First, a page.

What Your Children Should Do If There’s an Emergency at Daycare
You considered your children’s daycare center carefully before choosing it. After all, you had to find a safe environment that would help your kids grow and develop. You wanted them to feel secure and happy when they spent time there. You also wanted to feel secure and happy in your decision, so you made sure the center had all the necessary certifications.
However, even though you know you made the right decision, you still worry about your children after you drop them off. They play with a group of other rambunctious kids, and an injury could occur after too much roughhousing. Or your children could contract an illness that another student brings into the center.
You don’t want your children to feel uncomfortable, even for the few minutes it takes you to come pick them up. So how do you help your children prepare for and handle an emergency situation? We’ve given you a few tips below.
Preparation: Emergency Survival Kits
As you prepare your kids for possible emergencies, keep in mind that your daycare center’s staff have the emergency certification and training to keep their students safe if anything happens. They can perform basic first aid, and they can get your children to safety if a natural or regional disaster occurs.
However, you can boost your peace of mind and your children’s confidence if you put two kinds of emergency kits in their backpacks.
Injury or Illness Survival Kits
The daycare center will likely have a first-aid kit on hand, but you can help your children feel safer by giving them their own kits with the following inside them:
Band-Aids with your kids’ favorite characters, designs, or colors on them
Gauze and heavy duty bandages
Extras of any medications your children take, as well as your preferred over-the-counter painkillers
Lists of all your kids’ allergies and sensitivities
Emergency contact numbers, including your doctor’s number
Comfort items, like a blanket, a toy, treats, etc.
A complete set of extra clothes
These items would prove especially useful on a field trip or nature hike because staff might have to run back to the bus to get their own materials. Your kids’ kits will save time.
Natural or Regional Disaster Survival Kits
Sometimes a natural disaster like a powerful snowstorm or an earthquake could keep you from retrieving your children after daycare. Or maybe a lockdown or regional disaster could keep them at the center longer than usual. Your children will need an additional emergency kit just in case one of these scenarios happens. That kit should include:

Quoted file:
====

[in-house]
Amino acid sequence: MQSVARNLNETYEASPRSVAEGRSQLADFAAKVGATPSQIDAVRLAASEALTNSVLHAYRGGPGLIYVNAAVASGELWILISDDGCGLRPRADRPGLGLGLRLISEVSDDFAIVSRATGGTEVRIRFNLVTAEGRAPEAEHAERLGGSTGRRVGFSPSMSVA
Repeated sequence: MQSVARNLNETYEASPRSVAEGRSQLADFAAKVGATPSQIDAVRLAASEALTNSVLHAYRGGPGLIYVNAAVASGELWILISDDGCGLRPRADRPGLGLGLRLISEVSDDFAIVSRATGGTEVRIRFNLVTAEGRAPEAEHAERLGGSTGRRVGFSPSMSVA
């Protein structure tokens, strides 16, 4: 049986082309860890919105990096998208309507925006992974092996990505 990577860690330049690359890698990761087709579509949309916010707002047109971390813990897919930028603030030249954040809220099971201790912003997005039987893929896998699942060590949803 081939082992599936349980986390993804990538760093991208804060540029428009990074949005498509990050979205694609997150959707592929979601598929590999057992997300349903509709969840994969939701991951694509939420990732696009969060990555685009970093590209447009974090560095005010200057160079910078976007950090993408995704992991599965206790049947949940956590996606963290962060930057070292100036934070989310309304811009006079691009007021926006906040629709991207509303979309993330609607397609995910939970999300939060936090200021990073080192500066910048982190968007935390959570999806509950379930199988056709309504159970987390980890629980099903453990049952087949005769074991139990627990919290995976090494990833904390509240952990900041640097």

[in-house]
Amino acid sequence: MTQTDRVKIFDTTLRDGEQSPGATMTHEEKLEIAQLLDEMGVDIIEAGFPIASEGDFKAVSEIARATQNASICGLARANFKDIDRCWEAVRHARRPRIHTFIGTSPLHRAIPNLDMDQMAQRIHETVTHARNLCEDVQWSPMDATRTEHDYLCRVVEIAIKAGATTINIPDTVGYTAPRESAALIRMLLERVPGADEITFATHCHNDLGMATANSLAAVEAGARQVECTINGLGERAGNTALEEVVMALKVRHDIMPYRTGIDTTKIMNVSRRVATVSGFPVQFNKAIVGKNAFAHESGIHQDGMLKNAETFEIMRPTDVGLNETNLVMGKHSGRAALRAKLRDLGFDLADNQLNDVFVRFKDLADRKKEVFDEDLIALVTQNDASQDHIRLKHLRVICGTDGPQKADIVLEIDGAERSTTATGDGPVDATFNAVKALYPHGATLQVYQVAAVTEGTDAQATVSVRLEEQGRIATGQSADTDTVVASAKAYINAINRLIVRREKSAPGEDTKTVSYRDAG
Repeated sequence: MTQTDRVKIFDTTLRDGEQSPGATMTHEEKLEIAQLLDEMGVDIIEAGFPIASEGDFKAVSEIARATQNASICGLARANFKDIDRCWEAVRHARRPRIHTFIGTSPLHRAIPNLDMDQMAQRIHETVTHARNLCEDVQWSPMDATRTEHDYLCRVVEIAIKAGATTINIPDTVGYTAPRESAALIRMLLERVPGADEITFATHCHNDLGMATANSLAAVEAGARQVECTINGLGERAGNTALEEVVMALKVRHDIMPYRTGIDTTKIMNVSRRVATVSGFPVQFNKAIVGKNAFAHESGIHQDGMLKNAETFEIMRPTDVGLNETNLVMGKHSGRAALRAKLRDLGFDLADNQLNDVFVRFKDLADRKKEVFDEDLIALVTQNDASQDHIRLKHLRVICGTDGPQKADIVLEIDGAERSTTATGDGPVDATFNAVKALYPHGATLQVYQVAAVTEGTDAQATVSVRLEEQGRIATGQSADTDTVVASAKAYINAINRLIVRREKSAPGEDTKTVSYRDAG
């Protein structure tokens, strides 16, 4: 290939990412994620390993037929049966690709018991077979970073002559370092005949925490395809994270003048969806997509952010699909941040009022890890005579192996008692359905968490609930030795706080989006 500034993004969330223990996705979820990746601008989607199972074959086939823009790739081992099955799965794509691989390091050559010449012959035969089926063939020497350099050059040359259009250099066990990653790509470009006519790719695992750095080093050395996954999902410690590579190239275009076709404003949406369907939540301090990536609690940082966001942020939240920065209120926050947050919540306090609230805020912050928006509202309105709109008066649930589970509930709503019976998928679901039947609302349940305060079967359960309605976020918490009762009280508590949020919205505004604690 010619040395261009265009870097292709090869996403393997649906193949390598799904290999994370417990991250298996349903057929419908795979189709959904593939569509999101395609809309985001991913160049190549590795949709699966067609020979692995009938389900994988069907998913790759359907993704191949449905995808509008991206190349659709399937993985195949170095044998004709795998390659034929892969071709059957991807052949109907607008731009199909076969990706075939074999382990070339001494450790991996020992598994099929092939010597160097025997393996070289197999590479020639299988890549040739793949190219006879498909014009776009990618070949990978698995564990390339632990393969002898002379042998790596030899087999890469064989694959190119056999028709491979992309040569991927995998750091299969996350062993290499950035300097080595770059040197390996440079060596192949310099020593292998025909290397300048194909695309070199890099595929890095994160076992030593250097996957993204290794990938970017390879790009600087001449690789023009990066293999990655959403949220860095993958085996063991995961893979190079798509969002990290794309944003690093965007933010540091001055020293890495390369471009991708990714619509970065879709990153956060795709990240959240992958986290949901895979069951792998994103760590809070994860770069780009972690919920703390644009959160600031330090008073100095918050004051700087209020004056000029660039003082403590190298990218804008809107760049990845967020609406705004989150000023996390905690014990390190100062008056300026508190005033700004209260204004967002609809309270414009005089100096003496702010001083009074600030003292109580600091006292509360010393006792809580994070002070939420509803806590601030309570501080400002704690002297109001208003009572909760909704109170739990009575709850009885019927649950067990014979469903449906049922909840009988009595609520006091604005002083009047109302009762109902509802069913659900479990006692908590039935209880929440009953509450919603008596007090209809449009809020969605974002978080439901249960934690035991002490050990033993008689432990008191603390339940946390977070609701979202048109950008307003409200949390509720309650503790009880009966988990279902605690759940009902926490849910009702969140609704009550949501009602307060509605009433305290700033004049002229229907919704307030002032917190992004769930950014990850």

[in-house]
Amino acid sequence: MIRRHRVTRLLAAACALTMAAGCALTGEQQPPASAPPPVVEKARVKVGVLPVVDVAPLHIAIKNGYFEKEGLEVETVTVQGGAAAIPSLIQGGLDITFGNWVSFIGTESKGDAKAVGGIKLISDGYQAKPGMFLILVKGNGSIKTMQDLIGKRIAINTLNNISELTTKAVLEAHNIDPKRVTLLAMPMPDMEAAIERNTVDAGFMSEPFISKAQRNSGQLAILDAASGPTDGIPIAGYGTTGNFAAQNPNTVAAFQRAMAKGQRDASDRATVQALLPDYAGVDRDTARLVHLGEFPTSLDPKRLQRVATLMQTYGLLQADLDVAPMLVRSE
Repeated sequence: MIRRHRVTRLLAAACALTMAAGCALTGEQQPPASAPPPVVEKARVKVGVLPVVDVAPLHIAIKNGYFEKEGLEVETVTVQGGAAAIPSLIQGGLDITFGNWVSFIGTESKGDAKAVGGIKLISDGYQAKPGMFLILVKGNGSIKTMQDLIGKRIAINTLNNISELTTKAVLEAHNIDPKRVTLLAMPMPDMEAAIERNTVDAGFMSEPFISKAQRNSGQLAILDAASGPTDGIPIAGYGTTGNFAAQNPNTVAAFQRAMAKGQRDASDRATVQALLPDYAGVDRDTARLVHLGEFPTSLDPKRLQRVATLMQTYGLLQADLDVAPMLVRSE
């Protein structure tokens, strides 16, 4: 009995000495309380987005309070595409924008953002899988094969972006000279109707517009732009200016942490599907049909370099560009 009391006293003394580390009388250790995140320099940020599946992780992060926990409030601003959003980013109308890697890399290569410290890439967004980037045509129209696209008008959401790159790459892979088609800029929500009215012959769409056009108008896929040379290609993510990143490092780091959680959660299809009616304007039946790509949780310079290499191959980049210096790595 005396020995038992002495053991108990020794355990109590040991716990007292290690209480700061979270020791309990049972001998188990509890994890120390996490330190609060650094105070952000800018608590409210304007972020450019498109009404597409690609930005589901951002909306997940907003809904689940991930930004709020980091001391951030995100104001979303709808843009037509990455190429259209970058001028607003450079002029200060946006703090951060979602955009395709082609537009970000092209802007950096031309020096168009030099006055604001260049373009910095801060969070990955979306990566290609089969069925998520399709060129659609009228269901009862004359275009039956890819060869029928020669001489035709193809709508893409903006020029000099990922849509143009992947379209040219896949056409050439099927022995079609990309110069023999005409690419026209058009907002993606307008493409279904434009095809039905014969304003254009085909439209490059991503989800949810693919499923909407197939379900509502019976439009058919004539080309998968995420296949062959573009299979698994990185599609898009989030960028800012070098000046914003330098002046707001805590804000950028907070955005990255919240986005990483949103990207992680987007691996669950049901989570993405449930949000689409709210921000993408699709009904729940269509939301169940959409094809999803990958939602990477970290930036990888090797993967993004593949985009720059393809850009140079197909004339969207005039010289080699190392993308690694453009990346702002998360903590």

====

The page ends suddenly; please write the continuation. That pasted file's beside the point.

At least one water bottle, if not two
Snacks and treats like granola bars and other nonperishables
Comfort items, but only if you didn’t put them in the other kit
A complete set of extra clothes, but only if you didn’t put them in your other kit
A flashlight and emergency whistle
Emergency contact numbers, including grandparents, aunts, uncles, and neighbors
Buy larger backpacks for your children so they can easily carry these kits and still have enough room for homework, lunches, and other essential items.
Steps for Handling the Emergency
Even though your children have all the necessary tools to respond to the emergency, they might not know what to do with those tools. Teach them how to use each part of their emergency kits, and explain to them your plan to come get them if they get injured or if a disaster occurs.
While they wait for your arrival, your children should do the following if they get hurt:
Immediately find their instructor and explain that they need help.
Follow their instructor’s directions, whether those directions include lying down, applying pressure, waiting, etc.
Sit patiently while their instructor applies first aid. Leave comfort items to the side until their daycare provider finishes first aid.
Wait quietly and calmly until you pick them up. In the meantime, they should stay away from other children if they feel sick.
Similarly, if a storm or other disaster occurs, your children should take these steps:
Find their daycare provider as soon as possible.
Obey their instructor’s directions to either evacuate to a bus, gather in the cafeteria, stay in the classroom, etc.
Call home, if possible, to tell you that they’re okay.
Use water and snacks responsibly so they don’t run out before the disaster subsides.
Stay calm until you arrive to pick them up.
Older children should also assist the daycare provider as he or she tries to keep the situation under control. Many children panic or cry during an emergency, but they need to stay calm so they can hear and follow their instructors’ directions. Tell your older children to reassure their younger peers and help instructors with tasks like handing out blankets or shepherding other students to safety.
Again, your daycare center’s staff have the training to keep your children safe in an emergency. However, if you follow the tips above, you can help you and your children feel more secure. Ask your child care provider if you have any additional questions or concerns about your children’s safety.